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Look Twice at the Fine Print on Your New Car Warranty

If there is one thing we like to emphasise when you’re purchasing a new car, it is to read the contract carefully! Everything you need to know about your agreement will be detailed in the fine print, and as much as it can be an ordeal to trawl through, it’s ultimately in your best interests.

The fact that so many new car buyers avoid reading the fine print of their contract explains why we see one common misconception raise its head time and time again. So what is one of the common issues we see? Well, your new car warranty may have already commenced before you even set foot inside the dealership! Here’s what you should know.



Can the warranty begin before I’ve purchased a new car?

Even though you might be purchasing a brand new car, sometimes it pays to differentiate this in your mind from the fact that you might not be the first owner of the car. It sounds like a hard concept to understand, right?

Think of it this way. In some instances, dealerships will buy stock from the manufacturer. They then hold this stock on their books as an asset they own, held on their site, which ultimately becomes the asset that you own when you sign the contract.

Therefore, while you might be the first owner to take the vehicle out onto the road, that’s not to say you were the first person in possession of the vehicle. The impact of this means that your new car warranty could have already started when the dealer first bought the car.


Warranty and reporting new car sales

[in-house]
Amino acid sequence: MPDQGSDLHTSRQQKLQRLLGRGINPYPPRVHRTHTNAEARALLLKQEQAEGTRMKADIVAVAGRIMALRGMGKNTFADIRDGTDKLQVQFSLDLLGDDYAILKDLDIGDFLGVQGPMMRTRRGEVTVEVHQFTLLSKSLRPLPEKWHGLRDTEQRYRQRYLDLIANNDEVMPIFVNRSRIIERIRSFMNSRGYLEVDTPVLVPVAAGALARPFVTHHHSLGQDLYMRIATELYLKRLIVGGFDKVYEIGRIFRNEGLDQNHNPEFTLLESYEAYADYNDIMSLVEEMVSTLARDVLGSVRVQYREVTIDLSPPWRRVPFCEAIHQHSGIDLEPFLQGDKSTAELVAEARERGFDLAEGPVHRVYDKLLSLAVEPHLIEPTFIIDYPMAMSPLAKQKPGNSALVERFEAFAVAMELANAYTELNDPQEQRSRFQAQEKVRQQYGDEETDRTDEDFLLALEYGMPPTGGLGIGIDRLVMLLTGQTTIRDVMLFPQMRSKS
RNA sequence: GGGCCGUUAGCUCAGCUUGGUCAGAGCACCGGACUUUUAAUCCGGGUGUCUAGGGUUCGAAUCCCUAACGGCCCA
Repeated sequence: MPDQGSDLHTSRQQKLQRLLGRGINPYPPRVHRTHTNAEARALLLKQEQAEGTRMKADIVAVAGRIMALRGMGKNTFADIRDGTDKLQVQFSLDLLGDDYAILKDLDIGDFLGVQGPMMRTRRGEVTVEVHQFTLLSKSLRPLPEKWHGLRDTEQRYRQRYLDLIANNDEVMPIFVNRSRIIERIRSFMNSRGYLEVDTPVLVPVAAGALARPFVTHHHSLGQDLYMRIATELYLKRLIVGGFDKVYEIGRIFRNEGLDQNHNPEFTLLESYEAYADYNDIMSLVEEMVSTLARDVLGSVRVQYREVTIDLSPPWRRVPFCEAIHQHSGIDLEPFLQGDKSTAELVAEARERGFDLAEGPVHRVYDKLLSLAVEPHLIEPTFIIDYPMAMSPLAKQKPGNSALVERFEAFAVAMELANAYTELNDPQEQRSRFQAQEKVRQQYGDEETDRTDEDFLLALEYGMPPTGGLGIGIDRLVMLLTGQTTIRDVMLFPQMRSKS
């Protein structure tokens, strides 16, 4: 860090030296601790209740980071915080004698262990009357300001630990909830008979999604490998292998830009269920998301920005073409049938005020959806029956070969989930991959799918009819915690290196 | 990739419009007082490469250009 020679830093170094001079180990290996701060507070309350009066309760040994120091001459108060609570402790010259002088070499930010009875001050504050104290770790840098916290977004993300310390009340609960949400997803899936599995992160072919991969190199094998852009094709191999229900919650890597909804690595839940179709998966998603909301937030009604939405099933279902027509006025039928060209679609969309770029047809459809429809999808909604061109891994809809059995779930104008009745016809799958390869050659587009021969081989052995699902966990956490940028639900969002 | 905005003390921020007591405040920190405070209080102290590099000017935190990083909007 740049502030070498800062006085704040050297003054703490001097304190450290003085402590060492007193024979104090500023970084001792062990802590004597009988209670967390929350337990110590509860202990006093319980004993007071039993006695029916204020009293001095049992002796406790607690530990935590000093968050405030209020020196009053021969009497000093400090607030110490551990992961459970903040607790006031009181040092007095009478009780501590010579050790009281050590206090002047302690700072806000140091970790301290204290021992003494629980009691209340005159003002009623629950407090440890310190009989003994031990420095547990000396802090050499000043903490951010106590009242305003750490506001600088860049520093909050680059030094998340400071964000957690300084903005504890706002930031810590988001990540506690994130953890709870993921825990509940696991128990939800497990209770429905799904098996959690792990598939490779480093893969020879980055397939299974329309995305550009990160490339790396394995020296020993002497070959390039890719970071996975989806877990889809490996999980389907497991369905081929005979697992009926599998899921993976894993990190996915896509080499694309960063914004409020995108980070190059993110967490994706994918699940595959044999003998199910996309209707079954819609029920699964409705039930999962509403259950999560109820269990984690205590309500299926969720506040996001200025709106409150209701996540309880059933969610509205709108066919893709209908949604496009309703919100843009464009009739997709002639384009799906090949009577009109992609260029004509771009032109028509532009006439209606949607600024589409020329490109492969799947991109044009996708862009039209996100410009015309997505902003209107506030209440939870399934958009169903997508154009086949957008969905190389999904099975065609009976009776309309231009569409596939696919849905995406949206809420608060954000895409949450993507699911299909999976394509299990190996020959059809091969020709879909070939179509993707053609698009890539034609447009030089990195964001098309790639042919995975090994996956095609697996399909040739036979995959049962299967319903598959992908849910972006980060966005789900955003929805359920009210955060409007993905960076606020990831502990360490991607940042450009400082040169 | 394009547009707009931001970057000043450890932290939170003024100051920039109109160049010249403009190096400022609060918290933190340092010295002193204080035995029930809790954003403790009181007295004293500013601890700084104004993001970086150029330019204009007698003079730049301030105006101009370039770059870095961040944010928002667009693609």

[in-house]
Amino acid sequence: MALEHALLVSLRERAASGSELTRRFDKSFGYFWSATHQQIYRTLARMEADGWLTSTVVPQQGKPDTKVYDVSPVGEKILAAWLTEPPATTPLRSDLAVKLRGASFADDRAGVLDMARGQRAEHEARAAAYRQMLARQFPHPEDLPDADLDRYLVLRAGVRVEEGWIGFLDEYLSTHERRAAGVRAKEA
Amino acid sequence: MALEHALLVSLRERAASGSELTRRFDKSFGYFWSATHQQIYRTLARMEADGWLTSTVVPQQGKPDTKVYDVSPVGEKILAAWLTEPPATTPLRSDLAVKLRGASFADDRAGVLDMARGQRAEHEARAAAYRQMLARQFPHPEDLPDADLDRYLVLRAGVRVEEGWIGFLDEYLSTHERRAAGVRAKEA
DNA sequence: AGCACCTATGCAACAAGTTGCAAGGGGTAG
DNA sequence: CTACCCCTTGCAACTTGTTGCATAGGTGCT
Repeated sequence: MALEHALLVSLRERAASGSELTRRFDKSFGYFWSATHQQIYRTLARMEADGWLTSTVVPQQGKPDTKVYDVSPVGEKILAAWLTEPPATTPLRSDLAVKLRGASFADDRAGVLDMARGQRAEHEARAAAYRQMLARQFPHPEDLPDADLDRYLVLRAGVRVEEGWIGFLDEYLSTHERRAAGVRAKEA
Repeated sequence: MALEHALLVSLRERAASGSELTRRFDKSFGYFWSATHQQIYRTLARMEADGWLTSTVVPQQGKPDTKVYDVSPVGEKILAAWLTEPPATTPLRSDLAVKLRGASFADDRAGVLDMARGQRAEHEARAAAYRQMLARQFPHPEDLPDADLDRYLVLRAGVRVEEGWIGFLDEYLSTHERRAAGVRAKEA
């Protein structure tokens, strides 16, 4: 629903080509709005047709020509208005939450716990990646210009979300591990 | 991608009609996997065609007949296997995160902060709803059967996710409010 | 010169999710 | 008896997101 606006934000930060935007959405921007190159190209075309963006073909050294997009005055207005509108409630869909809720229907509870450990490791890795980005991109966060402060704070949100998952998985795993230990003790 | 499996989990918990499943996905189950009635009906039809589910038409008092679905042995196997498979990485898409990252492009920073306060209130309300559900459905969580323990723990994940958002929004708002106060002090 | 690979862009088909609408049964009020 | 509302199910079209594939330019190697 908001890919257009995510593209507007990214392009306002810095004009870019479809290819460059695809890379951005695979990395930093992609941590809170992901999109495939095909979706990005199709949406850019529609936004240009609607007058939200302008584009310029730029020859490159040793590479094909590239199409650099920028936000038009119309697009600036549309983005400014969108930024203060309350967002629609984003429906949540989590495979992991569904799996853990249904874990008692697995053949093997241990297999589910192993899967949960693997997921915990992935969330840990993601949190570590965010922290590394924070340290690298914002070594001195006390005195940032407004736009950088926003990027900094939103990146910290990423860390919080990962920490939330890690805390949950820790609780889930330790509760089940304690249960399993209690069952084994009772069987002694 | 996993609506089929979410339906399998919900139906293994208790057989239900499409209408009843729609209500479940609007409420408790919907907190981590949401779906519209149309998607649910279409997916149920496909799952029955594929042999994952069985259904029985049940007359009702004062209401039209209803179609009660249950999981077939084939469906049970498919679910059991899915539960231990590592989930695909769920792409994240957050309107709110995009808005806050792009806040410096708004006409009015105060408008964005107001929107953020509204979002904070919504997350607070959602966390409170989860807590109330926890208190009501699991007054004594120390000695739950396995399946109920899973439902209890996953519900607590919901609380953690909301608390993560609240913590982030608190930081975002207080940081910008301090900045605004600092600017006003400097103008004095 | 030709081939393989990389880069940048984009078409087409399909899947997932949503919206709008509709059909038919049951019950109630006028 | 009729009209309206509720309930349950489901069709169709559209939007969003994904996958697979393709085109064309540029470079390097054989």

Let’s put it into another perspective. New car warranty starts when the vehicle has been declared as sold, not necessarily when you agree to buy it or receive delivery of the vehicle.

This practice ties in with one of the long debated complications associated with new car sales, where for years the industry has been able to report sales based on this approach despite vehicles still sitting on the showroom floor.

It prompted a flood of sales based on milestone targets that dealers were trying to achieve. It meant that the date a car was registered to a motorist was largely irrelevant. However, changes earlier this year have addressed this, clamping down on the matter and resulting in stricter reporting protocols.



How frequently does this occur?

Fortunately, however, in many instances dealers hold stock unregistered until they can find a willing buyer. This means that the new car warranty period has yet to commence and that you are receiving coverage across the period that you might expect.

Ultimately, practices differ from one brand and dealership to the next. The important thing for buyers is that you always follow up on this point. It’s only normal to expect that the warranty will commence on the day you step inside your new car, but this isn’t always practice. To avoid any misunderstandings or complications at a later stage, ask the dealer up front regarding the terms of the warranty and the start date for the policy.

Sometimes it pays to know what to ask, rather than expect you’ll be told everything based on one’s volition.